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Lecture 11

Lecture 11 Resources for Peace Oct 16.docx

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Religious Studies
Ann Pearson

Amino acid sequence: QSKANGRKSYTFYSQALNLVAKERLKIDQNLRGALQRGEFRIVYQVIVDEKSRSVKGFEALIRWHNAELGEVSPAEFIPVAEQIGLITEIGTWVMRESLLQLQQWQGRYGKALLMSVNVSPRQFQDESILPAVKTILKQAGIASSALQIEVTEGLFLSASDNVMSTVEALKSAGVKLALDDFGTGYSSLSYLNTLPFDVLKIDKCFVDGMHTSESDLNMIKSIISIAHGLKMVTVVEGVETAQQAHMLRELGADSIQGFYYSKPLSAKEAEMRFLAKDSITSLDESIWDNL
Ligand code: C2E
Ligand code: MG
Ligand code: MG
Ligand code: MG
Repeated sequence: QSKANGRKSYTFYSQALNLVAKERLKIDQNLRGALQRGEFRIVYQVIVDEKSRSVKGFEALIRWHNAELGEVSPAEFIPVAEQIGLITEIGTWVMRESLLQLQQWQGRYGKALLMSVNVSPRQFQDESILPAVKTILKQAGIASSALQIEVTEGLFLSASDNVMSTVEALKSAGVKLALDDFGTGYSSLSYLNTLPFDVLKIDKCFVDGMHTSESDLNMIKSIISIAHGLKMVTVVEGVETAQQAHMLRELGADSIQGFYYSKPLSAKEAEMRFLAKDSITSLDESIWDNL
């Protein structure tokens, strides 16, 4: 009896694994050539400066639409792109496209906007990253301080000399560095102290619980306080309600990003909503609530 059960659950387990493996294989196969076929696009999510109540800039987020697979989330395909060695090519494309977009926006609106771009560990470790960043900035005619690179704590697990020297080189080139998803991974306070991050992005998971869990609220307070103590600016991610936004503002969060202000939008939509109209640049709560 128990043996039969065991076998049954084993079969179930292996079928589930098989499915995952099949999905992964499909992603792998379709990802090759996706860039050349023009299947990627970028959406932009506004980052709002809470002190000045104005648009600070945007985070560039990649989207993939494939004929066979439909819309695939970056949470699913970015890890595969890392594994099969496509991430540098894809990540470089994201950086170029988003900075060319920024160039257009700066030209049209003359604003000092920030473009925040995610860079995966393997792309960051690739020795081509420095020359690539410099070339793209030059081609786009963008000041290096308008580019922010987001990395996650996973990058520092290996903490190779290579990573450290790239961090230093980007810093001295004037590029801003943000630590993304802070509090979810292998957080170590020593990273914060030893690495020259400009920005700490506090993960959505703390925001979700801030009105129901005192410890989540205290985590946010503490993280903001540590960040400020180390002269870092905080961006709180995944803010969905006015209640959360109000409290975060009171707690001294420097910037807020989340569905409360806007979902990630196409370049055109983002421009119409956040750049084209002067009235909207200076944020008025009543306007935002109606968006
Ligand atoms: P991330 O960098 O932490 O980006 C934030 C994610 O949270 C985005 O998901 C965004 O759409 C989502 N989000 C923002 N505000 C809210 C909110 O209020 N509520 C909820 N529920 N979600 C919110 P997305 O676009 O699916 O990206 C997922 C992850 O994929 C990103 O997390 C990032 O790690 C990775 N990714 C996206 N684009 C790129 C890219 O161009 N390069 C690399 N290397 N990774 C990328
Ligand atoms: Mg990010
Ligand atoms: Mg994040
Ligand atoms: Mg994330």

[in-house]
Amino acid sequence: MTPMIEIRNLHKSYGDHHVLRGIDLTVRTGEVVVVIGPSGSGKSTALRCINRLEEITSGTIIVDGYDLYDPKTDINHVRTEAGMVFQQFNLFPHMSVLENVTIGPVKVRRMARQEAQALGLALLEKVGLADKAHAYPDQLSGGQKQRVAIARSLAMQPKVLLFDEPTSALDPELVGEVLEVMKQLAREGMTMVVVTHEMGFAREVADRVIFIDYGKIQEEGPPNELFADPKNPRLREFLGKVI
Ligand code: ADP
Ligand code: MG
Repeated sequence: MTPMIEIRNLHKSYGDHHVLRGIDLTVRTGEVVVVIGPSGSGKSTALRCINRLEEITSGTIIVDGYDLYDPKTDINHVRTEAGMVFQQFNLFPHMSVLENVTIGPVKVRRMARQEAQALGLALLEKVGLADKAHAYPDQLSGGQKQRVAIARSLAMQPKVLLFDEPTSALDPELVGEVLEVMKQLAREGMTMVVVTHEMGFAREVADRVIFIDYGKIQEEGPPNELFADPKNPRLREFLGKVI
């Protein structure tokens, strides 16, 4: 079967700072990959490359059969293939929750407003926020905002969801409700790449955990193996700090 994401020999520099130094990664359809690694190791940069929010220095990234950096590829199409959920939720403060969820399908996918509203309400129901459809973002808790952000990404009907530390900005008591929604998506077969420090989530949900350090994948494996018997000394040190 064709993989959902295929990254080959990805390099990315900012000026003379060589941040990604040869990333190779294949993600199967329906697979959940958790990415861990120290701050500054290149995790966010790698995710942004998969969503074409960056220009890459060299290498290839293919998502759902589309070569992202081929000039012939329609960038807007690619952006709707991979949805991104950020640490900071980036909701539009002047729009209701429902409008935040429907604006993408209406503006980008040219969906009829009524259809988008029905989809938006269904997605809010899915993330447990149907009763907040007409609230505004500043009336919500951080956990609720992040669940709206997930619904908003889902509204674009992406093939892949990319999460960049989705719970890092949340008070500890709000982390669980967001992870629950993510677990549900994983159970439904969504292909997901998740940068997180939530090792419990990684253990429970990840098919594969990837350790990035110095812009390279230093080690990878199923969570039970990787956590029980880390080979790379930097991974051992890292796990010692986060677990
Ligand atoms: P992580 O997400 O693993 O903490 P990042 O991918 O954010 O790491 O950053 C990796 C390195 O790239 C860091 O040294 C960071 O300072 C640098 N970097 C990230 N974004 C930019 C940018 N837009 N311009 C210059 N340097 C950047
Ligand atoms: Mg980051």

Resources for Peace & Nonviolence in the textual traditions of Judaism and Christianity Oct.16/13 -Centrality of god in theAbrahamic religions/ He’s the creator of the universe (1) Judaism -The PatriarchAbraham – common to Judaism, Christianity, and Islam Jewish Shema (literally “hear!”) -Deuteronomy 6:4, the “first commandment”: -“Hear, O Israel, the Lord is our God, the Lord is One. You shall love the Lord your God with all your heart, and with all your soul, and with all your might.” Bible: Genesis – foundational story -God’s Creation of the world, of all living things -Garden of Eden and the tree of knowledge of Good and Evil: represents beginning also of human beings’capacity for… -Making right choices is one of the Bible’s major themes Genesis: -People foul the earth with violence & corruption -God intervenes to destroy human society -Noah and the Flood -Tower of Babel → & confounding of human language Covenant (berith): Aform of binding contract between God and human beings (God sets out laws & guidance, in turn, humans who are party to the covenant are expected to obey). The Israelites were set apart by God, conferred with special responsibilities to carry (transmit and practice) God’s commandments God frequently intervenes in human history, even directs history—for God loves His creation and wishes to see it prosper Eschatology: Abelief or a doctrine concerning the ultimate or final things, such as death, the destiny of humanity, the Messiah, or Second Coming, or the Last Judgment. “Judaism is not about being better than other people, but it is about being good” [E. Wilcock, “Impossible Pacifism”] The Ten Commandments (conveyed to Moses): 1) You shall have no other gods before me 2) … The biblical prophets (Amos, Isaiah, Jeremiah, etc.) Called on the Israelites to remember the Covenant with God Christian theologian Rosemary Ruether has said: “Prophetic faith denounces religious ideologies and systems that function to justify and sanctify the dominant, unjust social order”, an order which is portrayed as contrary to God’s will. Example: “You trample on the poor and force him to give you grain. Therefore, though you have built stone mansions, you will not live in them; though you have planted lush vineyards, you will not drink their wine. For I know how many are your offenses and how great your sins. You oppress the righteous and take bribes and you deprive the poor of justice in the courts. … Seek good, not evil, that you may live. … Hate evil, love good; maintain justice in the courts. Perhaps the LORD GodAlmighty will have mercy on the remnant of Joseph” [Amos, 5:11-15] Vision of Isaiah (2:4) “In the days to come… He [God] shall judge between the nations, and shall arbitrate for many peoples; they shall beat their swords into ploughshares, and their spears into pruning hooks: nations shall not lift up sword against nation, neither shall they learn war any more.” Rabbi Hillel the Elder, taught between 30 BCE and 10 CE Asked to summarize the Torah, he said: “What is hateful to you, do not do to your neighbour: that is the entire Torah; the rest is commentary; go and learn it.” Key Jewish teachings focus on: Unity and uniqueness of God (monotheism) Covenant Law Holiness (or sanctity), faith Obedience (to God) Righteousness (boiled down to kindness and chari
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